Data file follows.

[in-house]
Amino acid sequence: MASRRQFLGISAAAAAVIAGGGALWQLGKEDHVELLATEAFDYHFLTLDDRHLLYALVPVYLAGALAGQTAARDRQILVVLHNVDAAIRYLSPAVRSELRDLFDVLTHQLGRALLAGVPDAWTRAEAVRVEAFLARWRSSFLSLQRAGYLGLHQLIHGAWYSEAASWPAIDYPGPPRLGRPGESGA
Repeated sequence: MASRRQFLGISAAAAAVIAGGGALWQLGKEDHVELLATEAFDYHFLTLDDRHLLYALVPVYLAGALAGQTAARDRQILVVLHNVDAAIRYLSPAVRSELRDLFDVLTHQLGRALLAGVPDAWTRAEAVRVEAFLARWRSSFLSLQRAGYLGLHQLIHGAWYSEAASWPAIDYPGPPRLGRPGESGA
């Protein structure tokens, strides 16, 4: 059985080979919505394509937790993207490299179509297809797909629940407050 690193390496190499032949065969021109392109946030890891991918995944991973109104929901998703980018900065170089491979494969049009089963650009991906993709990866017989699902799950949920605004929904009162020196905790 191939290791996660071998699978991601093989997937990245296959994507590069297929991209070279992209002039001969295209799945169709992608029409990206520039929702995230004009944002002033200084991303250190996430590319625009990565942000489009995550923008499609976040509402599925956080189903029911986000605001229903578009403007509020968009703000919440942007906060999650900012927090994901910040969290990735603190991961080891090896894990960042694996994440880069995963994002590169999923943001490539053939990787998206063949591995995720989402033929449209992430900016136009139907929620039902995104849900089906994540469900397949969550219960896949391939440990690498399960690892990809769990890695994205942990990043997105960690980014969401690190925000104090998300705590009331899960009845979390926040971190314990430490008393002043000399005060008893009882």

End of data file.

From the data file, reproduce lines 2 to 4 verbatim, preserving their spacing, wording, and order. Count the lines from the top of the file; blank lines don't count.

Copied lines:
Amino acid sequence: MASRRQFLGISAAAAAVIAGGGALWQLGKEDHVELLATEAFDYHFLTLDDRHLLYALVPVYLAGALAGQTAARDRQILVVLHNVDAAIRYLSPAVRSELRDLFDVLTHQLGRALLAGVPDAWTRAEAVRVEAFLARWRSSFLSLQRAGYLGLHQLIHGAWYSEAASWPAIDYPGPPRLGRPGESGA
Repeated sequence: MASRRQFLGISAAAAAVIAGGGALWQLGKEDHVELLATEAFDYHFLTLDDRHLLYALVPVYLAGALAGQTAARDRQILVVLHNVDAAIRYLSPAVRSELRDLFDVLTHQLGRALLAGVPDAWTRAEAVRVEAFLARWRSSFLSLQRAGYLGLHQLIHGAWYSEAASWPAIDYPGPPRLGRPGESGA
């Protein structure tokens, strides 16, 4: 059985080979919505394509937790993207490299179509297809797909629940407050 690193390496190499032949065969021109392109946030890891991918995944991973109104929901998703980018900065170089491979494969049009089963650009991906993709990866017989699902799950949920605004929904009162020196905790 191939290791996660071998699978991601093989997937990245296959994507590069297929991209070279992209002039001969295209799945169709992608029409990206520039929702995230004009944002002033200084991303250190996430590319625009990565942000489009995550923008499609976040509402599925956080189903029911986000605001229903578009403007509020968009703000919440942007906060999650900012927090994901910040969290990735603190991961080891090896894990960042694996994440880069995963994002590169999923943001490539053939990787998206063949591995995720989402033929449209992430900016136009139907929620039902995104849900089906994540469900397949969550219960896949391939440990690498399960690892990809769990890695994205942990990043997105960690980014969401690190925000104090998300705590009331899960009845979390926040971190314990430490008393002043000399005060008893009882």